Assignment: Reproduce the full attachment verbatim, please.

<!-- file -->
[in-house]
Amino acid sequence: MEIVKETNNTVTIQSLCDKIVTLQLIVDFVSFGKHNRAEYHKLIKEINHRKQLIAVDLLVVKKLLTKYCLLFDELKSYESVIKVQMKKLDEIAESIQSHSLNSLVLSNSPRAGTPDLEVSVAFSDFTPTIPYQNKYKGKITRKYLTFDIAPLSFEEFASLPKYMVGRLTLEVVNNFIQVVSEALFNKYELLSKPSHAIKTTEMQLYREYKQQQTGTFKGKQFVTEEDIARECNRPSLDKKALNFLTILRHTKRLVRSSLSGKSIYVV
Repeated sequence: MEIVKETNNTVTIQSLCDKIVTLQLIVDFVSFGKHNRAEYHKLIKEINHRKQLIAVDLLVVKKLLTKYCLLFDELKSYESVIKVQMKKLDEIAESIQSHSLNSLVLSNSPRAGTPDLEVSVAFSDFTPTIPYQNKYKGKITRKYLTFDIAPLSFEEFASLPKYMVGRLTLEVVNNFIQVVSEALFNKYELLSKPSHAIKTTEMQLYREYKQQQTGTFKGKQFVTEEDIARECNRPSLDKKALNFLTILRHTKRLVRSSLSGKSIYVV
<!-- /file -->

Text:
[in-house]
Amino acid sequence: MEIVKETNNTVTIQSLCDKIVTLQLIVDFVSFGKHNRAEYHKLIKEINHRKQLIAVDLLVVKKLLTKYCLLFDELKSYESVIKVQMKKLDEIAESIQSHSLNSLVLSNSPRAGTPDLEVSVAFSDFTPTIPYQNKYKGKITRKYLTFDIAPLSFEEFASLPKYMVGRLTLEVVNNFIQVVSEALFNKYELLSKPSHAIKTTEMQLYREYKQQQTGTFKGKQFVTEEDIARECNRPSLDKKALNFLTILRHTKRLVRSSLSGKSIYVV
Repeated sequence: MEIVKETNNTVTIQSLCDKIVTLQLIVDFVSFGKHNRAEYHKLIKEINHRKQLIAVDLLVVKKLLTKYCLLFDELKSYESVIKVQMKKLDEIAESIQSHSLNSLVLSNSPRAGTPDLEVSVAFSDFTPTIPYQNKYKGKITRKYLTFDIAPLSFEEFASLPKYMVGRLTLEVVNNFIQVVSEALFNKYELLSKPSHAIKTTEMQLYREYKQQQTGTFKGKQFVTEEDIARECNRPSLDKKALNFLTILRHTKRLVRSSLSGKSIYVV